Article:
CS140 Lecture notes -- Balancing Avl Trees

• Jim Plank
• Directory: ~cs140/www-home/notes/Avl
• Lecture notes: http://www.cs.utk.edu/~cs140/notes/Avl
• Thu Nov 19 10:52:16 EST 1998

Balancing Avl Trees

The book, in section 4.4 goes over AVL trees in detail. I found their notes on the balancing operations just a little confusing -- perhaps I just think differently. Anyway, here are my notes on the same material. This will be a little sketchy because it is intended to complement the book, and not to replace its material.

Suppose you have an AVL tree composed of a root node which we'll label K, and two subtrees hanging off K called T' and Z. T' and Z are both AVL trees. The height of T' is n+1 and the height of Z is n. Thus, the tree rooted at K is a valid AVL tree with height n+2. Note, Z can be empty, in which case n = 0 and T' is a single node.

The basic picture of the tree is below.

Now, suppose that we insert a new node into the tree whose key is less than K. This key will go into the tree T', and we will rename the resulting tree T. The insertion of the node increases the height of T, but it remains a valid AVL tree. The picture of the whole tree is below:

Note that the tree pictured above is no longer an AVL tree because the height of T and Z differ by two. What we're going to do is balance the tree by turning it into a valid AVL tree whose height is still n+2. We do this by applying an operation called a rotation to the tree. There are two kinds of rotations that can be used, depending on how T' was modified.

Now, let's split up T into a root node I and two subtrees X and Y. Note, Keys(X) < Key(I) < Keys(Y) < Key(K) < Keys(Z).

Now, the height of Z is n and the height of I is n+2. This means that either the height of X is n+1 and the height of Y is n, or the height of X is n and the height of Y is n+1. They can't both be n+1 because the original height of T' was n+1. Think about it and convince yourself that this is true.

Ok, now we have to split our analysis into two cases. In the first case, the height of X is n+1 and the height of Y is n:

What we're going to do is construct a valid AVL tree from these nodes/subtrees by applying what's called a ``single rotation about node I.'' This is depicted below.

Note, this is a valid binary search tree, because Keys(X) < Key(I) < Keys(Y) < Key(K) < Keys(Z). Moreover, it is now a valid AVL tree whose height is n+2. Thus, we've inserted a node into an AVL tree with a height of n+2, and we're left with an AVL tree whose height is still n+2.

Things to remember -- if you have nodes A and B, and node A is node B's parent, then after your do a single rotation about node B, node B will be node A's parent. The single rotation is a fundamental tree operation. Memorize it.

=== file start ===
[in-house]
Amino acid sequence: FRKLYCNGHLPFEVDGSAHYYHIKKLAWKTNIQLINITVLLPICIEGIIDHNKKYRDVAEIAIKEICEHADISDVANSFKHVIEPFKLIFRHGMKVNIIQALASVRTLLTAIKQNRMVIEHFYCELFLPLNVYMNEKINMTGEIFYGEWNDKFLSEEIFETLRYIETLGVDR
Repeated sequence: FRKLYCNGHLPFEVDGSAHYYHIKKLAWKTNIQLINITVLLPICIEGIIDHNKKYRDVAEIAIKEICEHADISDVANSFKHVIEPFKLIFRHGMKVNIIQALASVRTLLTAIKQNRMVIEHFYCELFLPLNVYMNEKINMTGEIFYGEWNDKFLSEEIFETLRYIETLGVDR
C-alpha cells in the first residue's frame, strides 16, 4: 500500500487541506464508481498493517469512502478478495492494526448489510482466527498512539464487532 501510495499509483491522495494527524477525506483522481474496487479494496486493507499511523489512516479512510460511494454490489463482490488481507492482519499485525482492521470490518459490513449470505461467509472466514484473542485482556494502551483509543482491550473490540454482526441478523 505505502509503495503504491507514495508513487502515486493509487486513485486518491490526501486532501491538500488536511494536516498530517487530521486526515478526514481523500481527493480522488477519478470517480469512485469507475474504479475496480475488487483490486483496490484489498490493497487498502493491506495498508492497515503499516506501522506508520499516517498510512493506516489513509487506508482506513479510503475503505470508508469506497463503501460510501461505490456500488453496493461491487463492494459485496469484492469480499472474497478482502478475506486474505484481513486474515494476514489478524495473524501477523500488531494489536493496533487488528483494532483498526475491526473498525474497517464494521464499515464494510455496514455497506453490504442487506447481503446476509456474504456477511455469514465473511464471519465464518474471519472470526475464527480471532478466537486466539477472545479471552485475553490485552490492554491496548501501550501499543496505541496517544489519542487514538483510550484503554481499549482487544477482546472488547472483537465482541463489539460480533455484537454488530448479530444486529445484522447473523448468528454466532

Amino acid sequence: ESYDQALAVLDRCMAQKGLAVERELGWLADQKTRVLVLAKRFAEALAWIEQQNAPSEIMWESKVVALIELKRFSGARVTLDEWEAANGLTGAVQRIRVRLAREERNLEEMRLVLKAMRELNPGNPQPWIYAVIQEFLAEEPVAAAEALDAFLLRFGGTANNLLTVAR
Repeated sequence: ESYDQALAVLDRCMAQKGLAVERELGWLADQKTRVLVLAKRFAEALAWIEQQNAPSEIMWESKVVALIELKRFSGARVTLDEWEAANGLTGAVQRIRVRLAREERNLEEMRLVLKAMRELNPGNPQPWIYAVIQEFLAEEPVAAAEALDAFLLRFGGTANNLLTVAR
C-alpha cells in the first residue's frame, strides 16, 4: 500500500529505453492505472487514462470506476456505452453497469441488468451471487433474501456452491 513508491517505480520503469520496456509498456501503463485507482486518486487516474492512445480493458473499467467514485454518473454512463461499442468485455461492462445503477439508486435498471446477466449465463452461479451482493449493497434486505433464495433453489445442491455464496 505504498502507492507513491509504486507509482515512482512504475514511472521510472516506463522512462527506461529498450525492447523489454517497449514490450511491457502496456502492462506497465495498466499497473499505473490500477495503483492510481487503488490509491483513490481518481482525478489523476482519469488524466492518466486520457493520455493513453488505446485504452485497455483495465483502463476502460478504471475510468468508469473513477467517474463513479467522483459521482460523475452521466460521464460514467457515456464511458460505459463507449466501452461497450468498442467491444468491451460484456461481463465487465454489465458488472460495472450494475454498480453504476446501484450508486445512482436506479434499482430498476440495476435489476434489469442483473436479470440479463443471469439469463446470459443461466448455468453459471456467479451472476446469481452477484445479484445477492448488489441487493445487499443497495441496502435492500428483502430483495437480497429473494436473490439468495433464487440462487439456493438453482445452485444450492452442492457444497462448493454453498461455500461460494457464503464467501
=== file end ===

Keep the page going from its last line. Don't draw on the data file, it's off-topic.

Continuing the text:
Now, let's consider the second case: the height of X is n and the height of Y is n+1:

Let's split Y into a root node J and two subtrees A and B. Note that now Keys(X) < Key(I) < Keys(A) < Key(J) < Keys(B) < Key(K) < Keys(Z). Moreover, the height of A is either n or n-1, and the height of B is either n or n-1, with the stipulation that at least one of their heights must be n.

To turn this into a valid AVL tree, we apply what's called a ``double rotation about node J.'' This is pictured below. A double rotation about node J is the result of two single rotations about node J. The first rotation turns J into I's parent. The second rotation turns J into K's parent.

Now, this is a valid binary search tree, because Keys(X) < Key(I) < Keys(A) < Key(J) < Keys(B) < Key(K) < Keys(Z). Moreover, it is now a valid AVL tree, regardless if whether the height of A and B is n or n-1. The height of the AVL tree is N+2, the same as before the insertion.

Note that n can be zero. Thus, if you have a two node tree, adding a third node can make it unbalanced, but it can then be balanced by one of the two rotations above, remembering that a subtree with height n is simply a NULL pointer (i.e. the empty tree).

Finally, if an insertion makes a tree unbalanced because the height of the right subtree is two more than the height of the left subtree, then you do the same thing as above, only pretend you're doing it in a mirror.

Inserting nodes, summarized

Each node of the AVL tree should have a field for its height.

To insert a node into the AVL tree, you do a normal insertion of a node into a binary search tree. Then you travel the path from the newly inserted node up to the root and update the heights. If, while you do this, you see that the tree rooted at one of these nodes is unbalanced, then you balance it using a single or double rotation as detailed above. In doing so, however, its height will not change, so you will not have to do anything else to the tree.

Again, see the book for more detail and for examples. Make sure you understand those examples.